The American Voice: When We Talk About Realism
“We need more weird plays.”
– Annie Baker, from an article in The Village Voice
A lot has been said about Annie Baker since her work first appeared on New York stages, and I don’t think it’s a stretch to think that a lot will continue to be said about her writing over the years. Her work has played all over the U.S. and internationally, every production surrounded by interviews, preview articles, program notes, college lectures, panel discussions and reviews, each one an attempt to articulate that uncanny mixture of wonder, elation and despair we experience when watching her plays. Having just spent the better part of my day in an internet rabbit-hole that a Google search about Annie led me down, I’m sitting down to write my own little piece about her, perplexed by what folks have said. Philadelphia Weekly: “If the goal of realism is to imitate life on stage, The Aliens is one of the most realistic plays to come along in quite some time.” An associate professor at Amherst: “Theater artists like Baker, perhaps now more than ever, seem committed to replicating and reenacting… [offering] an apt occasion to address the proliferation of ‘real-life’ based reenactments, our desires for realism, and the forms that promise to deliver it.” Time Out New York: “[Baker’s] heartbreaking works of staggering focus have actually rescued realism from the aesthetic scrap heap.”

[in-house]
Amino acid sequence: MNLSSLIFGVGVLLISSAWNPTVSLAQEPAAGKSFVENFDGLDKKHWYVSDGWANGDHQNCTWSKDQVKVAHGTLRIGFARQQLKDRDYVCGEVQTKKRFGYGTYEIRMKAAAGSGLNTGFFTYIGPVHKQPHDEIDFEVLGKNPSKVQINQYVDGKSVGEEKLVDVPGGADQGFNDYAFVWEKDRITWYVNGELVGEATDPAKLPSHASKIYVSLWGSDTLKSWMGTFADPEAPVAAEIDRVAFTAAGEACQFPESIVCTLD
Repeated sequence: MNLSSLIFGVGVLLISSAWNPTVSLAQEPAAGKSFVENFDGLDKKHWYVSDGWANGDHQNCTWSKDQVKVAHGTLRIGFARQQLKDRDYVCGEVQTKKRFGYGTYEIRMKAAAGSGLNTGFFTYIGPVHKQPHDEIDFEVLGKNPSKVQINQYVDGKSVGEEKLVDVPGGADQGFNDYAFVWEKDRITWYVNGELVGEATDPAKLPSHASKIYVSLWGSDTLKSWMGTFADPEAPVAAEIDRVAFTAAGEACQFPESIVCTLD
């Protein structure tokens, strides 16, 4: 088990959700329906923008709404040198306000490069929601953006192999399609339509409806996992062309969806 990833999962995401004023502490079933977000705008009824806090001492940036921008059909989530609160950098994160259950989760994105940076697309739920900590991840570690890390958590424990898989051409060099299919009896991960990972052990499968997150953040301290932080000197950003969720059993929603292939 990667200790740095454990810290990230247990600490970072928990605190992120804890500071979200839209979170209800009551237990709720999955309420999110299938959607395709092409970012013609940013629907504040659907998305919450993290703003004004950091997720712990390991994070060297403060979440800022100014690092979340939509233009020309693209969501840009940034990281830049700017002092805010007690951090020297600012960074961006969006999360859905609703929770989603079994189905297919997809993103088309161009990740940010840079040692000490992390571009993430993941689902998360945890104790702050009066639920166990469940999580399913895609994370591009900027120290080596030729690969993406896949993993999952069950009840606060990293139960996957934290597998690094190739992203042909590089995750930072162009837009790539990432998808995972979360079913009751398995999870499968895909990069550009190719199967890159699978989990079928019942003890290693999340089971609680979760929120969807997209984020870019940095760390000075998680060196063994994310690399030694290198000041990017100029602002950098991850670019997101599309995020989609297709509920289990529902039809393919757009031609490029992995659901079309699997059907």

The style “Realism” emerged in the theater in the nineteenth century as a distinct ideological movement, a reaction to the exalted, sensational plays of the Romantic era, and is perhaps best exemplified by Ibsen’s Ghosts or Doll House. But over the years, the meaning of the word has slackened when applied to theater, become so imprecise that it has essentially lost any dependable meaning, sloppily and haphazardly assigned to any theater that employs three walls and some furniture; just as “absurdism” is assigned to anything weird and “tragedy” assigned to anything sad. (And anyway, aren’t other modern movements like expressionism, impressionism and surrealism just as much in pursuit of reflecting how we “really” are?) To categorize Annie Baker’s work as “realism” is to make assumptions about her intention that, to my understanding, are left of the mark. If anything, her work more closely resembles naturalism (which, despite how it’s often defined, is not just Realism-plus), drawing characters driven by irrational, subconscious impulses, a whole set of causal principles bubbling beneath the surface. But all of these words – realism, naturalism, and the like – are meant to be tools, not labels. The distance that a play falls away from a style is far more interesting than how closely it resembles a style. That’s where we learn about where a writer really lives. Annie’s work is best taken on its own innovative, idiosyncratic terms; when it’s posited that her goal is to simply “imitate life,” I want to leap up on the nearest coffee table in my muddiest boots and protest.